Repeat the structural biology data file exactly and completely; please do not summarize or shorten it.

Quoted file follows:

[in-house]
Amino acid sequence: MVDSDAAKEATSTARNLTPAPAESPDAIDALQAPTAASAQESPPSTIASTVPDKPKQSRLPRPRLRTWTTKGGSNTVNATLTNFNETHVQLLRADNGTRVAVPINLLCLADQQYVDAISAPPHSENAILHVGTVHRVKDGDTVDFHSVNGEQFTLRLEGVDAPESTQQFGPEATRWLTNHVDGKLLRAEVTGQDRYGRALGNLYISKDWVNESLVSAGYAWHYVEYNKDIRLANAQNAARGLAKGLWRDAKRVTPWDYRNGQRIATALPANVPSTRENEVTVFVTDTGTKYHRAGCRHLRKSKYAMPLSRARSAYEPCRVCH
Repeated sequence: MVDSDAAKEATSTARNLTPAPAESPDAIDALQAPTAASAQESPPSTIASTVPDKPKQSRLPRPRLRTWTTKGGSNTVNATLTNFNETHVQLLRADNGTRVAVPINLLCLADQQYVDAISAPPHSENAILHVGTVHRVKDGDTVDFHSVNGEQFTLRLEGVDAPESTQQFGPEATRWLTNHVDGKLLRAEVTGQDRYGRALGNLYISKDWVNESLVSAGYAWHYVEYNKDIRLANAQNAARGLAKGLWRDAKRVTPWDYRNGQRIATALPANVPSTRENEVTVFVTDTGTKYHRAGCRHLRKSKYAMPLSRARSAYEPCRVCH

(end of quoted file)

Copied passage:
[in-house]
Amino acid sequence: MVDSDAAKEATSTARNLTPAPAESPDAIDALQAPTAASAQESPPSTIASTVPDKPKQSRLPRPRLRTWTTKGGSNTVNATLTNFNETHVQLLRADNGTRVAVPINLLCLADQQYVDAISAPPHSENAILHVGTVHRVKDGDTVDFHSVNGEQFTLRLEGVDAPESTQQFGPEATRWLTNHVDGKLLRAEVTGQDRYGRALGNLYISKDWVNESLVSAGYAWHYVEYNKDIRLANAQNAARGLAKGLWRDAKRVTPWDYRNGQRIATALPANVPSTRENEVTVFVTDTGTKYHRAGCRHLRKSKYAMPLSRARSAYEPCRVCH
Repeated sequence: MVDSDAAKEATSTARNLTPAPAESPDAIDALQAPTAASAQESPPSTIASTVPDKPKQSRLPRPRLRTWTTKGGSNTVNATLTNFNETHVQLLRADNGTRVAVPINLLCLADQQYVDAISAPPHSENAILHVGTVHRVKDGDTVDFHSVNGEQFTLRLEGVDAPESTQQFGPEATRWLTNHVDGKLLRAEVTGQDRYGRALGNLYISKDWVNESLVSAGYAWHYVEYNKDIRLANAQNAARGLAKGLWRDAKRVTPWDYRNGQRIATALPANVPSTRENEVTVFVTDTGTKYHRAGCRHLRKSKYAMPLSRARSAYEPCRVCH